customer service program, so send me your material." I did better than that. The next day I hand delivered the material and left it with her receptionist. She called that afternoon and we started working together six months later. She has since left that organization and we still have the opportunity years later to work on projects. Keep in mind that it's not that simple. There was a long waiting time. Actually, for both of the above experiences, it took almost a year to get from the first interaction to the closed sale. However, it’s like walking through a garden and throwing out seeds; you know that they all may not bear fruit. However, if you don't start with the seeds, there will be nothing to water, nurture, and eventually harvest. That’s why we need to seek out potentially "bankable" places to network which is everywhere in life. Recently I received an email from the daughter of the vice president of the bank where my parents used in Florida and now I have an account for my condo there. I had been sending her mother my newsletter tip for several years and always stop by the bank to say hello. The banker put her daughter, who is a training director at a major restaurant chain, in touch with me. Now we're in the process of discussing their training needs. Let's face
anyone who refers you to someone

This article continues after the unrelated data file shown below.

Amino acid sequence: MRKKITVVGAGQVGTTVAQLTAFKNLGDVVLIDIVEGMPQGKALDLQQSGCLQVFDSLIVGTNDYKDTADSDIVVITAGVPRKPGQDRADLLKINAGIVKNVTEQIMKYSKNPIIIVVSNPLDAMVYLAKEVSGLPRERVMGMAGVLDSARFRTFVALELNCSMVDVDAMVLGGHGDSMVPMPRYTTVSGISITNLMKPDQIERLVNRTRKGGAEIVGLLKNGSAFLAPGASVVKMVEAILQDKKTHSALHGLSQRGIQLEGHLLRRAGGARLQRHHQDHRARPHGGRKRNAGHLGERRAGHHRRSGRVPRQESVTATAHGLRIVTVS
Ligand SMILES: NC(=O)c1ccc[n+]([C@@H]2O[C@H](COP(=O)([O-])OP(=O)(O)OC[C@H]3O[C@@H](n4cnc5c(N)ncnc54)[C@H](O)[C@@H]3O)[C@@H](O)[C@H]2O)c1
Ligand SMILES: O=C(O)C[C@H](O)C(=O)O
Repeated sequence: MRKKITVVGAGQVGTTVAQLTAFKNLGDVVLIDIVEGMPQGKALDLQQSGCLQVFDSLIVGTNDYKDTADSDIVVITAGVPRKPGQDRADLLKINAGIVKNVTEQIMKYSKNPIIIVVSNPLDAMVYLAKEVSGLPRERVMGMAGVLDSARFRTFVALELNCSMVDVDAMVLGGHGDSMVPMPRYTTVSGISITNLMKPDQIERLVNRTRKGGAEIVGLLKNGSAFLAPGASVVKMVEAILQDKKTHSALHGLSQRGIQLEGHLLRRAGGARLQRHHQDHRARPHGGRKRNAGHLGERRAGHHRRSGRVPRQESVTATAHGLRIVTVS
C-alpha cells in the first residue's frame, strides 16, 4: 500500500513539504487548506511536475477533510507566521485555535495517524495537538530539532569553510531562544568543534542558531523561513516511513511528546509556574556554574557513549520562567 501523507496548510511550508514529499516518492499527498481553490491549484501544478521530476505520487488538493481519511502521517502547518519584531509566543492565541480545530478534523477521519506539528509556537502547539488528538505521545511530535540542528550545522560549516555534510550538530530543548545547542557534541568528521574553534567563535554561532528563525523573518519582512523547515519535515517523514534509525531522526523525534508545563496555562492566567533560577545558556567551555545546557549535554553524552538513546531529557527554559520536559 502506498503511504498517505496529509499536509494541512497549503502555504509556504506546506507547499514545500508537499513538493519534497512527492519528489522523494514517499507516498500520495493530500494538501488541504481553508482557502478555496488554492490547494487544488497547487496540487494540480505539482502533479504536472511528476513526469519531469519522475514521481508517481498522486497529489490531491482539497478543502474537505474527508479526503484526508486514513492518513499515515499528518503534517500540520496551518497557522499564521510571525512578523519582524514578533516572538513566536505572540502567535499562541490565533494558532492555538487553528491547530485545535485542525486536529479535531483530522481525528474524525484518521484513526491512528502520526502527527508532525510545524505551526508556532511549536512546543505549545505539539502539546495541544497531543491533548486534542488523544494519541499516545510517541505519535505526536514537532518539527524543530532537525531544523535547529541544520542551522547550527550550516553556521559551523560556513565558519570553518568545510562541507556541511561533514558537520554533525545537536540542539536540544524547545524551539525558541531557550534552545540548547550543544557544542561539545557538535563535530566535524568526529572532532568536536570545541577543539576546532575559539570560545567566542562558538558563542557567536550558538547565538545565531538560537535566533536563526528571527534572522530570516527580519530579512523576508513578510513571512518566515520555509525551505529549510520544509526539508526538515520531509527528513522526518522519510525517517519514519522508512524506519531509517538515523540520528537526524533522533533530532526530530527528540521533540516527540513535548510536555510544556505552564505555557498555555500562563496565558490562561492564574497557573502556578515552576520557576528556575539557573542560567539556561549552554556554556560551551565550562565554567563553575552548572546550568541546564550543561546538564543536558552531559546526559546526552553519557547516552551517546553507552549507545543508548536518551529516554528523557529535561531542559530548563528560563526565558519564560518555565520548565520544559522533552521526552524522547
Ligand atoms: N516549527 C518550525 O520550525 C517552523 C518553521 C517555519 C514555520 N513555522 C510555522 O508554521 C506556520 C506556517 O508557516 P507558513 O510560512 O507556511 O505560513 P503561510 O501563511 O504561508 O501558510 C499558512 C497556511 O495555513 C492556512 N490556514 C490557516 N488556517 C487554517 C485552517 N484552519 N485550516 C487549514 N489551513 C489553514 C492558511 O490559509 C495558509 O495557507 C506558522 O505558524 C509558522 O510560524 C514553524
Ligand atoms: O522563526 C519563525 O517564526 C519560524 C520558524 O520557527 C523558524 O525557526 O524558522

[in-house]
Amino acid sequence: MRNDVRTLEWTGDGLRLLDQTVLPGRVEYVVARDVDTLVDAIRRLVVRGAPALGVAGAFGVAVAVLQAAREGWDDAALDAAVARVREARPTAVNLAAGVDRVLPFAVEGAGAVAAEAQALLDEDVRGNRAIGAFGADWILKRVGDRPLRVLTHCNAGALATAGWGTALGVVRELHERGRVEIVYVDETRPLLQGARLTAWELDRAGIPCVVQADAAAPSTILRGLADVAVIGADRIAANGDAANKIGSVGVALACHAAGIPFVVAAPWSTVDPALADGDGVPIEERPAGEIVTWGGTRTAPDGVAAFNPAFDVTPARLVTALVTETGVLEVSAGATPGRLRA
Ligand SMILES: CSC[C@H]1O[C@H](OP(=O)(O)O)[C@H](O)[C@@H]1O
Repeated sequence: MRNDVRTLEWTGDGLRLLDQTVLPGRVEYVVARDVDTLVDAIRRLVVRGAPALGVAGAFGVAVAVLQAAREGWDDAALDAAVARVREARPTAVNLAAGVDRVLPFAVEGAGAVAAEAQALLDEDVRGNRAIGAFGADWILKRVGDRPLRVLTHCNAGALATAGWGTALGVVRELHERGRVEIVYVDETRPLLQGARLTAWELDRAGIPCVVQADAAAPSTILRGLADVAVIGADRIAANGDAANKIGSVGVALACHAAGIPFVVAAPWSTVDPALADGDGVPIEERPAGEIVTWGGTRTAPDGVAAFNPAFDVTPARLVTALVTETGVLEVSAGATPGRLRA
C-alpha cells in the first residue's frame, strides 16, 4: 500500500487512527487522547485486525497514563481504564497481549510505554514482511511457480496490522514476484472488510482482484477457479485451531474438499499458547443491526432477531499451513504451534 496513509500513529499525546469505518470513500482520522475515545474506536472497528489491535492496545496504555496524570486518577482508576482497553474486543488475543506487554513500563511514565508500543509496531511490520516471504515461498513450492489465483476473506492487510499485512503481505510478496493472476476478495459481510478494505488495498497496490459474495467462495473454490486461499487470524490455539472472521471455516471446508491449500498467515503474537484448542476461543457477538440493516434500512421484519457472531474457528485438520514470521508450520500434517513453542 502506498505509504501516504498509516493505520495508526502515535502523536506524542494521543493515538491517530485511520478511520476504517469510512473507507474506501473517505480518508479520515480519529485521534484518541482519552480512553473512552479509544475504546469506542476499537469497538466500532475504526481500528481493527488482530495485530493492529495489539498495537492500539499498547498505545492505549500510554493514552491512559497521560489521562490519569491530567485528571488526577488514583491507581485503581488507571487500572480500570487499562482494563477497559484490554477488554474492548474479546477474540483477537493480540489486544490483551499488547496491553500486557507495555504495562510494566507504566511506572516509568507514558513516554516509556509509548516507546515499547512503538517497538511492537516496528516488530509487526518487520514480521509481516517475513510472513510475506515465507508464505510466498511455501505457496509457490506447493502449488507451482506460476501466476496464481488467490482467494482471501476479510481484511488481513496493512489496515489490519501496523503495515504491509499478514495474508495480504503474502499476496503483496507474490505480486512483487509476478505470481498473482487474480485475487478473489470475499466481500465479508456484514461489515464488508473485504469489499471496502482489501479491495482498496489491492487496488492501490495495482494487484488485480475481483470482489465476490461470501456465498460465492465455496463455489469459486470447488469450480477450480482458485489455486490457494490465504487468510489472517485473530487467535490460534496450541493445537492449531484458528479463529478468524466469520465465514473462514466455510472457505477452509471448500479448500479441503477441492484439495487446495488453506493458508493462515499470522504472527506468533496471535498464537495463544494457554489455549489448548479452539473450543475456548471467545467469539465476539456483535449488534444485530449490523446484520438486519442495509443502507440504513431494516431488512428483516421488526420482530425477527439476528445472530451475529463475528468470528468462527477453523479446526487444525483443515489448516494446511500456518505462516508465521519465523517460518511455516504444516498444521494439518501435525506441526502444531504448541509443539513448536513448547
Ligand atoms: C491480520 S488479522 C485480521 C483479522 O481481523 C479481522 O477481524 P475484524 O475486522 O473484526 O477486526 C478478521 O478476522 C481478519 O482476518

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it – who can give you a better referral than someone’s mother? Once while visiting Sarasota, Florida, which is my part time residence, I was waiting in the checkout line and noticed the name badge on the woman helping me- which was "Training Director." We started to chat, and I complimented her and this specific chain for the exceptional service they provide and she invited me to come to their training department the next time I was in the store. I immediately followed up by sending her a handwritten note and put her on my ezine distribution list. I also mailed a letter to the corporate office of her store, expressing how very nice she was and how she went the extra mile to make my experience a pleasant one. Will I get an assignment from them? I do not know. However, I have a new "contact" that I can get to know over time. Here are a few techniques to help you serendipitously network more effectively and to keep a 24/7 mindset of awareness of all the possible opportunities that can develop over time, patience and follow up. Give a new contact a sincere compliment, such as, "You seem to enjoy your work and enjoy making people feel welcomed." Show a genuine interest in the person. Simply ask questions to learn more about him or her as a person and of course with sincerity. Really listen and learn. Follow up immediately. When a new networking contact leads to writing a proposal, get the person the information as soon as possible. Do the follow-up based on the person's directions. Always include something extra that your competition may not provide. I call it "WIT" – Whatever it Takes. Remember to thank anyone who refers you to someone. The contact might have come from a party, a wedding, a business function, or from your health club. Keep the person who invited you "in the loop" and let him or her know about what's happening. Chances are he or she will speak